So in a city full of folkie guitar strummers, Eric Royer thought picking a banjo instead would give him the necessary edge.
He soon discovered the limitations of trying to play string-band music with only two hands.
Working with other players proved difficult to schedule, and splitting nickels four ways was barely keeping everyone in coffee. Royer, a carpenter by trade and a tinkerer by nature, had the answer.
"I've always been handy with mechanical things," he explains from his Boston home. "Just for the fun of it, I made a drum-playing device from the gearbox and motor out of a washing machine.
"So I went to work on making a guitar to accompany my banjo- and harmonica-playing that I could control with my feet, using pedals and pulleys to strum and change chords. That's my guitar machine.
"Right away I noticed a big change in the tips people left."
Royer's ingenious contraption also caught the attention of Toronto indie filmmakers Derek Emerson and Heather Emerson, who were shooting a documentary on one-man bands.
So along with entertaining footage of ornery Boone County basher Hasil Adkins and Crescent City kook Quintron, the Emersons' forthcoming feature-length film, Let Me Be Your Man, gives Royer a starring role. (A trailer for the film screens at the Bloor Cinema Saturday, June 9, 7 pm, as part of NXNE's SoundVision 01; see Rep Cinemas, page 106.)
Royer isn't too worried about the possibility of becoming an international celebrity as a result.
"I'd like to play some of those hardcore bluegrass festivals, because I really love that music. I've applied to a bunch of 'em, but for some reason they aren't interested in a one-man band playing bluegrass." TP
fiddle folkSisterly threat
Madviolet at Graffiti's Bar and Grill (170 Baldwin), Thursday (June 7), 1 am. $5. 416-506-6699.
violinist lisa macisaac wants to
"You could start by saying I'm sitting in Ashley's room," she says on the phone from Cape Breton.
Thing is, she may be in his room, but she's definitely not cloaked in her famous older brother's shadow.
Playing Graffiti's Bar and Grill tonight (Thursday, June 7), Lisa is one half of madviolet, a rough-edged, organic cross between folk and electronica. With singer/guitarist Brenley MacEachern, they're the evolution of zoebliss, a six-piece band that had to dissolve mid-2000.
"It's difficult to tour as a full band, because of the expense. Some of the guys at zoebliss were still working full-time, so we paired off. Madviolet was a side project initially, but it's the project now."
That doesn't mean there aren't any more side activities. She's been busy portraying a fiddler and recording four tracks for the Hollywood film Virgina's Run, shot in Shelburne, Nova Scotia, and starring Gabriel Byrne.
But this up-and-coming star still gets her big brother's support and has fiddled with him on gigs. Any chance for a family duet?
"If he's around he'll definitely come down, but I won't promise any surprises."ZACK MEDICOFF
Shabazz3 at the Comfort Zone (480 Spadina), Thursday (June 7), 1 am. $6. 416-975-0909.
shabazz3 want to be clear --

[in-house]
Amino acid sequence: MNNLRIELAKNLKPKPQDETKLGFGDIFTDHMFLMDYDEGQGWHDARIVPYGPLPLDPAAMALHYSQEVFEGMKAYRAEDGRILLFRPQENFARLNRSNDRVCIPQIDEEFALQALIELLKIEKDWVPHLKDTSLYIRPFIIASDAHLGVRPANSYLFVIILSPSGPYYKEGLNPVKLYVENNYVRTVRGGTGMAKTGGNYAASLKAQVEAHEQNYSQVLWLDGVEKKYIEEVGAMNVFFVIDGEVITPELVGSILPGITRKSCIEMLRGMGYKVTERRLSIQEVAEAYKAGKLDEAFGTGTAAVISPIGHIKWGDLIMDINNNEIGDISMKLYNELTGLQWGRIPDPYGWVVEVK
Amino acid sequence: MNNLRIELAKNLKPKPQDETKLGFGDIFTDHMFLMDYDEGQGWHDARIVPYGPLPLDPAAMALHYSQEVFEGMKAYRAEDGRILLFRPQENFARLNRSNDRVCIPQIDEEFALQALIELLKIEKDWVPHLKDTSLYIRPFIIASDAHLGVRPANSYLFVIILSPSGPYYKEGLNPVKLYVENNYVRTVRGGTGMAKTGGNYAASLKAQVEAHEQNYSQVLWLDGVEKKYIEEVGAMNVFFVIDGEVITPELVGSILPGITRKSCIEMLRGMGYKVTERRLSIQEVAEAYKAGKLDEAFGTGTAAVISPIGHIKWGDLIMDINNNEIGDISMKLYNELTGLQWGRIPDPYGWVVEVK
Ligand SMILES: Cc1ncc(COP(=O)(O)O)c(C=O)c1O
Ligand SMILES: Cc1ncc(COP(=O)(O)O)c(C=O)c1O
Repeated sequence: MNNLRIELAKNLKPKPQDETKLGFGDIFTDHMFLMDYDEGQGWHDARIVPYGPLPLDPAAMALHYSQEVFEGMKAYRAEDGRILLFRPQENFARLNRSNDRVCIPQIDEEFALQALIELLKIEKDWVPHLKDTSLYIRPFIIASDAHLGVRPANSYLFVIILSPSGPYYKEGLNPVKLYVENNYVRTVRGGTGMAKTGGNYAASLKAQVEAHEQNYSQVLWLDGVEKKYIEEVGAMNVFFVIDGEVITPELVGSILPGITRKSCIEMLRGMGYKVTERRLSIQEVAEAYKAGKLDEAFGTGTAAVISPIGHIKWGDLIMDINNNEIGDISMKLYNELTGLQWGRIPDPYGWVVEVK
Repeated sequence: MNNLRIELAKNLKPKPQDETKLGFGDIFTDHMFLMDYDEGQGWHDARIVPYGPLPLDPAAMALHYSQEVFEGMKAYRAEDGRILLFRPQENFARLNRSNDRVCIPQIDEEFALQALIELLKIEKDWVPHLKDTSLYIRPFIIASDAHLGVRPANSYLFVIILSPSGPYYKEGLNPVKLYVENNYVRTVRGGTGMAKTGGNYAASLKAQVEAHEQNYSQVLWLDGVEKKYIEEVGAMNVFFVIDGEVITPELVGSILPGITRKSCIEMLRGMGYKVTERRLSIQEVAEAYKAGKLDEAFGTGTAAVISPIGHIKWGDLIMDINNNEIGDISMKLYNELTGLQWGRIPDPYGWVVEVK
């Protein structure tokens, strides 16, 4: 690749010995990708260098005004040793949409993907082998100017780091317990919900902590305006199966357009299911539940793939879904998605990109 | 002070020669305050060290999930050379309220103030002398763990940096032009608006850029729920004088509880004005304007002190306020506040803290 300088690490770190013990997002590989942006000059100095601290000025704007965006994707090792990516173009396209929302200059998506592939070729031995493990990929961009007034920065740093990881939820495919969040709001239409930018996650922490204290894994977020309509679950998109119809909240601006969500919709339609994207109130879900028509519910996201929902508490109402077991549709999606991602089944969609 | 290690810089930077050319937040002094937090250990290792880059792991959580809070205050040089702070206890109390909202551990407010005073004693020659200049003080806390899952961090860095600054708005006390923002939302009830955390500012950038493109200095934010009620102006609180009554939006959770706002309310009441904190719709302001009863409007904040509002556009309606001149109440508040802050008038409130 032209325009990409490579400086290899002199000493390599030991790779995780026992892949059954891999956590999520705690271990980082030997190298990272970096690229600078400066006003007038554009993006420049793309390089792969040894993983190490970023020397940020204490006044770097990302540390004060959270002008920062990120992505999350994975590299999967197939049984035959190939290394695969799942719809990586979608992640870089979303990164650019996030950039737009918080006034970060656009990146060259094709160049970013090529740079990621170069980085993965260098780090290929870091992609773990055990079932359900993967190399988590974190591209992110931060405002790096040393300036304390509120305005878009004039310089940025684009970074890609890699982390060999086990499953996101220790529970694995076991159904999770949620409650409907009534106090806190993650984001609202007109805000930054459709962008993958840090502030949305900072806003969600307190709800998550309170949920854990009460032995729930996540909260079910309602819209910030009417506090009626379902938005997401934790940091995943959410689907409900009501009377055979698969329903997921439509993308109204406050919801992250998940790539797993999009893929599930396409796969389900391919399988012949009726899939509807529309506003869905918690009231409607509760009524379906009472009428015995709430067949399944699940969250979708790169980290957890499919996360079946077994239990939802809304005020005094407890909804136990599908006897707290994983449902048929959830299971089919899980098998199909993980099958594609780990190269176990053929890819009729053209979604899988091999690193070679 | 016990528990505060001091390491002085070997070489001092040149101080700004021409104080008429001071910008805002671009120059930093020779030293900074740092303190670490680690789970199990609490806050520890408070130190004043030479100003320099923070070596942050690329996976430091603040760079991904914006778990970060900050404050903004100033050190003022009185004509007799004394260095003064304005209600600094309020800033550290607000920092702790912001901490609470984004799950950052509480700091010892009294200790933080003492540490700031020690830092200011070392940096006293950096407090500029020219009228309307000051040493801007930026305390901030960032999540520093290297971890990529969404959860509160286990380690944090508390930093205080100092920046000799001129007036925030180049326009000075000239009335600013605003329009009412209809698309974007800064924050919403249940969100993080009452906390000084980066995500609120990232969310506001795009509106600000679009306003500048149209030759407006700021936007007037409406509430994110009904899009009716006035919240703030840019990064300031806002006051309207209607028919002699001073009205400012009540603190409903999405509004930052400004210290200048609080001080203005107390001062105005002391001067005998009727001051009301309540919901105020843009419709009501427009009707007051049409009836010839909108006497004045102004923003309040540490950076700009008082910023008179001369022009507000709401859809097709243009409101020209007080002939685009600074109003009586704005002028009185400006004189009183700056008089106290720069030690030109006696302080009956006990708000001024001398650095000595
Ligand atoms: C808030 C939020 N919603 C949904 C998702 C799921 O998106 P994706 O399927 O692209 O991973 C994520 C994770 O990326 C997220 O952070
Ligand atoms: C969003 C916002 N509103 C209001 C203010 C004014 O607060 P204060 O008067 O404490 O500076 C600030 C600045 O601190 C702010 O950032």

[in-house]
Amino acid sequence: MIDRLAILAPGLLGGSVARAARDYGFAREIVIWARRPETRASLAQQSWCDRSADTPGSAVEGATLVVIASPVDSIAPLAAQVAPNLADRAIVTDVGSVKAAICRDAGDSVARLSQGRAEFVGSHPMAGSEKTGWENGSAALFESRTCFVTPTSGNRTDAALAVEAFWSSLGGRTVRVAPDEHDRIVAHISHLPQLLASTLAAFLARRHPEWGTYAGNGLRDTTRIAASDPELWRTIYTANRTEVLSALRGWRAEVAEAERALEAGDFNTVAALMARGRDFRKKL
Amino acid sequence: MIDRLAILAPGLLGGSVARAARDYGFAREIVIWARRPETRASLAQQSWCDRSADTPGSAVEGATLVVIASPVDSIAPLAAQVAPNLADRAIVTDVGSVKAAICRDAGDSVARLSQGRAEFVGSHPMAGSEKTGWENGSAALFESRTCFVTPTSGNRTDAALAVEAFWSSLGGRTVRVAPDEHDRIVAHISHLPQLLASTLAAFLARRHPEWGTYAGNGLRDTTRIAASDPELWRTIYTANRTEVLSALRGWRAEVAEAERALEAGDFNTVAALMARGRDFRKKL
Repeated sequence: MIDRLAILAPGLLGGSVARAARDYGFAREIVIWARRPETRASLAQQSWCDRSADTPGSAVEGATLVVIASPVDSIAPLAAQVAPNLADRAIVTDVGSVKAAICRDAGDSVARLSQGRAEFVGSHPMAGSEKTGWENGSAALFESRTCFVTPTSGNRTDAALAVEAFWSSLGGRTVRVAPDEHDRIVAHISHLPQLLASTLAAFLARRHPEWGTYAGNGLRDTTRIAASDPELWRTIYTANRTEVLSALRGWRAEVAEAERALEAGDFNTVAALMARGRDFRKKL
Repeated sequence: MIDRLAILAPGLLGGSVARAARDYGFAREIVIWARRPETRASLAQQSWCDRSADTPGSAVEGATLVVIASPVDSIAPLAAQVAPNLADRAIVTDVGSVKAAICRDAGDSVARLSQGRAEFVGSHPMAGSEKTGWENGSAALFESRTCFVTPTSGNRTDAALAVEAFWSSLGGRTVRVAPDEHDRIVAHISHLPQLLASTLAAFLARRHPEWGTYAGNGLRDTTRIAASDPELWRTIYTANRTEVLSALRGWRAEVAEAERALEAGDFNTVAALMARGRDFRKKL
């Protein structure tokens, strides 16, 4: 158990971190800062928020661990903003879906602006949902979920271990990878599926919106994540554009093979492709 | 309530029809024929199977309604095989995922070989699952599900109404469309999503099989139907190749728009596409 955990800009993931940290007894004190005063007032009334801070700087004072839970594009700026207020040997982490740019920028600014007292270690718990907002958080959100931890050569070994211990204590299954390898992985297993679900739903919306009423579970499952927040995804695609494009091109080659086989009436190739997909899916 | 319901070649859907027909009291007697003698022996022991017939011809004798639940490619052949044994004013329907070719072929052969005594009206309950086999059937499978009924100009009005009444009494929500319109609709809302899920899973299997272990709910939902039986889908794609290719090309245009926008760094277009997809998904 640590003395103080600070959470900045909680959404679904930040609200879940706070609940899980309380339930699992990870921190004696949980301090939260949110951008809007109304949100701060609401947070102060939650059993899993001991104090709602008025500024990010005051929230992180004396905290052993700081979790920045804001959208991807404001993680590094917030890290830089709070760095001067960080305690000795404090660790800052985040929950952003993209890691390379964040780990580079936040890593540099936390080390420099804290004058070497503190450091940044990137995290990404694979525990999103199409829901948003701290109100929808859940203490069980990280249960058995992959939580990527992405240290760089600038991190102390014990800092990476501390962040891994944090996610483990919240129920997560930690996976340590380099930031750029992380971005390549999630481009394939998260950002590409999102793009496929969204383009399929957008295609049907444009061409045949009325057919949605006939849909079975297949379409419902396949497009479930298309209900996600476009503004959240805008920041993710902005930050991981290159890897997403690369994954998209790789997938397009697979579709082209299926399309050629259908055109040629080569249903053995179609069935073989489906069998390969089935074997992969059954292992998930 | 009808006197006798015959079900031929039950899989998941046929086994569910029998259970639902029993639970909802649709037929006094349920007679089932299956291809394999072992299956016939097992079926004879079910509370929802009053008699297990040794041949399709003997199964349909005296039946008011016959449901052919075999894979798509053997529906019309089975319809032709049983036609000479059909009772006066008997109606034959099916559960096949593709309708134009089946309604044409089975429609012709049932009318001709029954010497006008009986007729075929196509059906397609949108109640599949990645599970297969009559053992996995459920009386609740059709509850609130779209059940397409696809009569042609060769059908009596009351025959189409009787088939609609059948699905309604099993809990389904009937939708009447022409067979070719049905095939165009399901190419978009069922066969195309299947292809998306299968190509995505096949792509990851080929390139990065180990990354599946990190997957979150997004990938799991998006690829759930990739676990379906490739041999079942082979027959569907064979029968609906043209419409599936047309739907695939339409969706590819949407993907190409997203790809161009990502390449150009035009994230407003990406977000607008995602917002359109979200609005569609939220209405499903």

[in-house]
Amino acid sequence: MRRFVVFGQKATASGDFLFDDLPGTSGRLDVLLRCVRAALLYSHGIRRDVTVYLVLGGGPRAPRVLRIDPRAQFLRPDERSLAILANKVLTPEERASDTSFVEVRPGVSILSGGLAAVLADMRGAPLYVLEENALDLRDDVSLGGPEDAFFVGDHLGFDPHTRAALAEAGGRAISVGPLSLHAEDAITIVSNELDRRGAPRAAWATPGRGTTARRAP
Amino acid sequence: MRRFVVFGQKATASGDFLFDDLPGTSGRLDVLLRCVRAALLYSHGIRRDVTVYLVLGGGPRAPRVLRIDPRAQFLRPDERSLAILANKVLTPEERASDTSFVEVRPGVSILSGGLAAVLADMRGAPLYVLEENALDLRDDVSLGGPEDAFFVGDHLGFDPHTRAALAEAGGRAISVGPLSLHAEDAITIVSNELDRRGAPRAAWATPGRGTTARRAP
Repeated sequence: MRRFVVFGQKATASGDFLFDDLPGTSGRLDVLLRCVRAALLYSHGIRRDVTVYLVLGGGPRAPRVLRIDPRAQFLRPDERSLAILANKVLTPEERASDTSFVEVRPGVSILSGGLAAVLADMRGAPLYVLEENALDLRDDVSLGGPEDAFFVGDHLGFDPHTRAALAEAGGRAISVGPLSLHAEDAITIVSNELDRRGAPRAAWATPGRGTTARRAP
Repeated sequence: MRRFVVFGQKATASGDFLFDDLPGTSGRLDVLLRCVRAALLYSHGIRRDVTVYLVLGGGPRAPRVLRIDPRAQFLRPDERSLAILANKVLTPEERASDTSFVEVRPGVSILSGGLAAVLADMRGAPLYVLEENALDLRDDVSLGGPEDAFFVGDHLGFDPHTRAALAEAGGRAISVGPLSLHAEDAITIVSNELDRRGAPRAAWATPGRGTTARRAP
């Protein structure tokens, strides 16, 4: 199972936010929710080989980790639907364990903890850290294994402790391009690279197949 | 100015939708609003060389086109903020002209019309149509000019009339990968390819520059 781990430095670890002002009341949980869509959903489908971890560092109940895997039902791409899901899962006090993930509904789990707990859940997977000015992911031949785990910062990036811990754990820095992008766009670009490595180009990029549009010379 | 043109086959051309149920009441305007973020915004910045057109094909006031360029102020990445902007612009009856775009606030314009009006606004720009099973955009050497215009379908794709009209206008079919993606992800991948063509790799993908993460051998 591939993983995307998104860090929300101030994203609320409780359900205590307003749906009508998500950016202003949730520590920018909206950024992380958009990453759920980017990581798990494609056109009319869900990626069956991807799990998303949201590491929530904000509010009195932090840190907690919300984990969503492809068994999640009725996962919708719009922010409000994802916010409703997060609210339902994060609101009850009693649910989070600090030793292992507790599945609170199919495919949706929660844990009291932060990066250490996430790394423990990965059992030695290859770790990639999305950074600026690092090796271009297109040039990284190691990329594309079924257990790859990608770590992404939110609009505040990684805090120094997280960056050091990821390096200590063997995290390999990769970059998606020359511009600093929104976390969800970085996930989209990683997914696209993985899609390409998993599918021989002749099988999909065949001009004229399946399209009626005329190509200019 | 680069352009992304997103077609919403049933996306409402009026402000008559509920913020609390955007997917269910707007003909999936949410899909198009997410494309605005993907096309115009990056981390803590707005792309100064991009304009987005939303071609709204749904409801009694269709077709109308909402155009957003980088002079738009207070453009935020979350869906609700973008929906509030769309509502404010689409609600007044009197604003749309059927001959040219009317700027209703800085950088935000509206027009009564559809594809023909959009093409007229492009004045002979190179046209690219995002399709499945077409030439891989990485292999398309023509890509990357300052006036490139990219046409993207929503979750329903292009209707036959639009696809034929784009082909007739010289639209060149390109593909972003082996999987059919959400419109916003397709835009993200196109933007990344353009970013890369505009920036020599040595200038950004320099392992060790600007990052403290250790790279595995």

their shows are all about energy and crowd participation.
"We get in, we do what we gotta do," starts Bobby Dee, then, "Bam! We blow it up and we're out."
From Dino (slang for Dallas, Texas), Shabazz3 are DJ Bobby Dee (Bobby May), Fatz (Jonathan Dangerfield) and XL7 (Ty Macklin). Their sound is true to hiphop roots, with splashes of Herbie Hancock and the original jazz funkateer, Roy Ayers. "It's real. It's ambient. It's instrumental," says Bobby Dee.
XL7, the group's anchor, was a star in high school. "He was in DDT (Decadent Dub Team), with a track on the Colors soundtrack that went gold. Since he was my best friend," shares Bobby Dee, "I got to, you know, hang out with him."
Back in the day, Ty had a little 12-track studio in his bedroom ("His mom used to complain all the time," says Bobby Dee) that all the local underground groups gravitated to to record their demos, including Erykah Badu, who to this day lives down the street from Bobby Dee.
Virgins to Canadian soil, Bobby Dee and his crew are ecstatic to be slated for Thursday's NXNE gig at the Comfort Zone.
"We just want real hiphop heads to come out. We have something we want to give them. We want to let them know that down here in Texas we're not riding horses, you know, and wearing big cowboy hats. We're real heads. We understand the art form and we're true to it.
"Hiphop is universal, see. It doesn't matter where you're from. It all depends on where you're at. That's it."
How it works
NXNE 2001 June 7-9 at various downtown clubs. For a comprehensive listing of participating artists, venues and set times, consult the NOW club listings and the NXNE Web site, www.nxne.com, which will have daily updates. Complete festival wristbands are available for $18 at various HMV stores (333 Yonge, Queen West, Bloor, Yonge and Eglinton, Square One, Yorkdale, Sherway Gardens, Oakville, Erin Mills Town Centre, Scarborough Town Centre, Pickering Town Centre and Oshawa Town Centre), at NOW Magazine (189 Church), or call 416-870-8000 or order online at www.ticketmaster.ca. One-day wristbands are available at the clubs each night for $12.